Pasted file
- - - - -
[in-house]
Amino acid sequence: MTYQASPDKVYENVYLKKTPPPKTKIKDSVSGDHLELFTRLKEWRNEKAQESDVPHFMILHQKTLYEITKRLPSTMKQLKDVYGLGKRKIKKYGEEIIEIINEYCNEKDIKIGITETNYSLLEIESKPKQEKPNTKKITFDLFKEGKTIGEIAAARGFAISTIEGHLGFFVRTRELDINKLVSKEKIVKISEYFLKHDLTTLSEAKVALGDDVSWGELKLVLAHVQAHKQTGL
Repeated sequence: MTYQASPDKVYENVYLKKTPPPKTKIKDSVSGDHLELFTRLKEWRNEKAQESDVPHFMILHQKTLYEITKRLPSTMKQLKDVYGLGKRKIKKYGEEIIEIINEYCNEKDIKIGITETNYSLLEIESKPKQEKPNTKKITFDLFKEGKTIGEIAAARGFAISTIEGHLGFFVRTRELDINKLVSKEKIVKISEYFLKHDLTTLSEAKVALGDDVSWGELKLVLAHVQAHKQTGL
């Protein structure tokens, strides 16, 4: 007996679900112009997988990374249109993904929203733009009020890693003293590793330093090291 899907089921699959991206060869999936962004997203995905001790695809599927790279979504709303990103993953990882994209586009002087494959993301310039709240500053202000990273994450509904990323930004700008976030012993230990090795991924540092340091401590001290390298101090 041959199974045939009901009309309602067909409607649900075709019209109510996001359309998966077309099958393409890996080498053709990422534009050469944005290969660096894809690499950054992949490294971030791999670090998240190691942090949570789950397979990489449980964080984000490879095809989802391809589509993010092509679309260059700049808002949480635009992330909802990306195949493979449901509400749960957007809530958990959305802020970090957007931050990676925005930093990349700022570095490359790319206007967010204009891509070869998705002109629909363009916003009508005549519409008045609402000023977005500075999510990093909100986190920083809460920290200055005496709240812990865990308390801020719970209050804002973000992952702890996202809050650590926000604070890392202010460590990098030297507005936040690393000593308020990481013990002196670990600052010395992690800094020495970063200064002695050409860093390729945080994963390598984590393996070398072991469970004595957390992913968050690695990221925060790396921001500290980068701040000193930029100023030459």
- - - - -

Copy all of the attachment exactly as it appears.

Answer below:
[in-house]
Amino acid sequence: MTYQASPDKVYENVYLKKTPPPKTKIKDSVSGDHLELFTRLKEWRNEKAQESDVPHFMILHQKTLYEITKRLPSTMKQLKDVYGLGKRKIKKYGEEIIEIINEYCNEKDIKIGITETNYSLLEIESKPKQEKPNTKKITFDLFKEGKTIGEIAAARGFAISTIEGHLGFFVRTRELDINKLVSKEKIVKISEYFLKHDLTTLSEAKVALGDDVSWGELKLVLAHVQAHKQTGL
Repeated sequence: MTYQASPDKVYENVYLKKTPPPKTKIKDSVSGDHLELFTRLKEWRNEKAQESDVPHFMILHQKTLYEITKRLPSTMKQLKDVYGLGKRKIKKYGEEIIEIINEYCNEKDIKIGITETNYSLLEIESKPKQEKPNTKKITFDLFKEGKTIGEIAAARGFAISTIEGHLGFFVRTRELDINKLVSKEKIVKISEYFLKHDLTTLSEAKVALGDDVSWGELKLVLAHVQAHKQTGL
């Protein structure tokens, strides 16, 4: 007996679900112009997988990374249109993904929203733009009020890693003293590793330093090291 899907089921699959991206060869999936962004997203995905001790695809599927790279979504709303990103993953990882994209586009002087494959993301310039709240500053202000990273994450509904990323930004700008976030012993230990090795991924540092340091401590001290390298101090 041959199974045939009901009309309602067909409607649900075709019209109510996001359309998966077309099958393409890996080498053709990422534009050469944005290969660096894809690499950054992949490294971030791999670090998240190691942090949570789950397979990489449980964080984000490879095809989802391809589509993010092509679309260059700049808002949480635009992330909802990306195949493979449901509400749960957007809530958990959305802020970090957007931050990676925005930093990349700022570095490359790319206007967010204009891509070869998705002109629909363009916003009508005549519409008045609402000023977005500075999510990093909100986190920083809460920290200055005496709240812990865990308390801020719970209050804002973000992952702890996202809050650590926000604070890392202010460590990098030297507005936040690393000593308020990481013990002196670990600052010395992690800094020495970063200064002695050409860093390729945080994963390598984590393996070398072991469970004595957390992913968050690695990221925060790396921001500290980068701040000193930029100023030459």